experimenters should assume that there is a risk that the same code points will be used simultaneously by other experiments and thus that there is a possibility that the experiments will interfere. Particular attention should be given to security threats that such interference might create. 10. References 10.1. Normative References [RFC0791] Postel, J., "Internet Protocol", STD 5, RFC 791, September 1981. [RFC1918] Rekhter, Y., Moskowitz, B., Karrenberg, D., de Groot, G., and E. Lear, "Address Allocation for Private Internets", BCP 5, RFC 1918, February 1996. [RFC2365] Meyer, D., "Administratively Scoped IP Multicast", BCP 23, RFC 2365, July 1998. [RFC2460] Deering, S. and R. Hinden, "Internet Protocol, Version 6 (IPv6) Specification", RFC 2460, December 1998. [RFC2461] Narten, T., Nordmark, E., and W. Simpson, "Neighbor Discovery for IP Version 6 (IPv6)", RFC 2461, December 1998. [RFC2474] Nichols, K., Blake, S., Baker, F., and D. Black, "Definition of the Differentiated Services Field (DS Field) in the IPv4 and IPv6 Headers", RFC 2474, December 1998. [RFC2780] Bradner, S. and V. Paxson, "IANA Allocation Guidelines For Values In the Internet Protocol and Related Headers", BCP 37, RFC 2780, March 2000. [RFC2928] Hinden, R., Deering, S., Fink, R., and T. Hain, "Initial IPv6 Sub-TLA ID Assignments", RFC 2928, September 2000. [RFC3168] Ramakrishnan, K., Floyd, S., and D. Black, "The Addition of Explicit Congestion Notification (ECN) to IP", RFC 3168, September 2001. [RFC3330] IANA, "Special-Use IPv4 Addresses", RFC 3330, September 2002. [RFC3692] Narten, T., "Assigning Experimental and Testing Numbers Considered Useful", BCP 82, RFC 3692, January 2004.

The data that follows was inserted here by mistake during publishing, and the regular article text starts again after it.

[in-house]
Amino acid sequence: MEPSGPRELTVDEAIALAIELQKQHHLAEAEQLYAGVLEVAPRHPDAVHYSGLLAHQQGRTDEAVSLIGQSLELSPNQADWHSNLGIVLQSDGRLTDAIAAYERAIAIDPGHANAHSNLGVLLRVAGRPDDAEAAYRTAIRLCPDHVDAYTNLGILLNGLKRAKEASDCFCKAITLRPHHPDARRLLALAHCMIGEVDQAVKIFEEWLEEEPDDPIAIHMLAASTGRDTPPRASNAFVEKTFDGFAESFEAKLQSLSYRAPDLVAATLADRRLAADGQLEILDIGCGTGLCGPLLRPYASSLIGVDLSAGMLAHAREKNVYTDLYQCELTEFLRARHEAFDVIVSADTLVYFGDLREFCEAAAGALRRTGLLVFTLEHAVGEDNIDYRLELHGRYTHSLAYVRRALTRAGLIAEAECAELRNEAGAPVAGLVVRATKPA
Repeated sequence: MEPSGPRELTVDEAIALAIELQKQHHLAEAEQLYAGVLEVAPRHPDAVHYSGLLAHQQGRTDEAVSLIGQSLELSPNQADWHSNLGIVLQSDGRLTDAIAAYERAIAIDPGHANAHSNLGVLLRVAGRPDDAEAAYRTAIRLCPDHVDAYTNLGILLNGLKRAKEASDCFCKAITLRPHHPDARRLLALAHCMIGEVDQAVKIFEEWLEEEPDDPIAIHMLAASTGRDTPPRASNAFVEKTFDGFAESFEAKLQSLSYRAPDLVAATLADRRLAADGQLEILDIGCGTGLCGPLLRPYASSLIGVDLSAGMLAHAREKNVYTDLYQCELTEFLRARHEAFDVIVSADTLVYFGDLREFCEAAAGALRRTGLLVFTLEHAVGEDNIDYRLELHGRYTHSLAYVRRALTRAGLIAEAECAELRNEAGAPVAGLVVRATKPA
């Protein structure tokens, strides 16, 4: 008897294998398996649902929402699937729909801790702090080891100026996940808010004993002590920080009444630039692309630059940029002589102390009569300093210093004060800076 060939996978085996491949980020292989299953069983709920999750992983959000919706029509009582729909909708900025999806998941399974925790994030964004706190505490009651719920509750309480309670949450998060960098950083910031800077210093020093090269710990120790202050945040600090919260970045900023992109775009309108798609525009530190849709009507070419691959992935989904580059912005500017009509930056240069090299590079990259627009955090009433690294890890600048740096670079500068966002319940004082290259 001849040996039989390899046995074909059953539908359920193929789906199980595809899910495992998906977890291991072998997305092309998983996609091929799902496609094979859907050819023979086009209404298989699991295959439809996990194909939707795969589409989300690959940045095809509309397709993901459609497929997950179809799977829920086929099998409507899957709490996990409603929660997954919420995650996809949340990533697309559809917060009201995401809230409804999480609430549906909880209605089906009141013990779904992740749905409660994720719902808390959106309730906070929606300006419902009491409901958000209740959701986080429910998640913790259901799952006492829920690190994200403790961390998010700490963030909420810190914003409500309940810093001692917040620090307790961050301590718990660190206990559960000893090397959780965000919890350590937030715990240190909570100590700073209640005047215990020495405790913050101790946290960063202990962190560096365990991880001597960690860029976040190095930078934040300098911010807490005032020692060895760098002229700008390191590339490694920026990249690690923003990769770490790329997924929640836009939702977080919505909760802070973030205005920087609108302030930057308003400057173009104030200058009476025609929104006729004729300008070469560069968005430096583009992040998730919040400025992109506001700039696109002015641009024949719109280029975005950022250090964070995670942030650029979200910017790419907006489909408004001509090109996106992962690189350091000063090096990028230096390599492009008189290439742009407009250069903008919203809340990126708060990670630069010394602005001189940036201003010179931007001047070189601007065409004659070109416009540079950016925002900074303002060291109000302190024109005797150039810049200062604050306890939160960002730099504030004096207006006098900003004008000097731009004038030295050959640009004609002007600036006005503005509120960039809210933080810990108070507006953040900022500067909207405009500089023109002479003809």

[RFC3849] Huston, G., Lord, A., and P. Smith, "IPv6 Address Prefix Reserved for Documentation", RFC 3849, July 2004. [RFC4193] Hinden, R. and B. Haberman, "Unique Local IPv6 Unicast Addresses", RFC 4193, October 2005. [RFC4291] Hinden, R. and S. Deering, "IP Version 6 Addressing Architecture", RFC 4291, February 2006. [RFC4302] Kent, S., "IP Authentication Header", RFC 4302, December 2005. [RFC4443] Conta, A., Deering, S., and M. Gupta, "Internet Control Message Protocol (ICMPv6) for the Internet Protocol Version 6 (IPv6) Specification", RFC 4443, March 2006. 10.2. Informative References [HUSTON05] Huston, G., "Administration of the IANA Special Purpose Address Block", Work in Progress, December 2005. Author's Address Bill Fenner AT&T Labs - Research 75 Willow Rd Menlo Park, CA 94025 USA Phone: +1 650 330-7893 EMail: firstname.lastname@example.org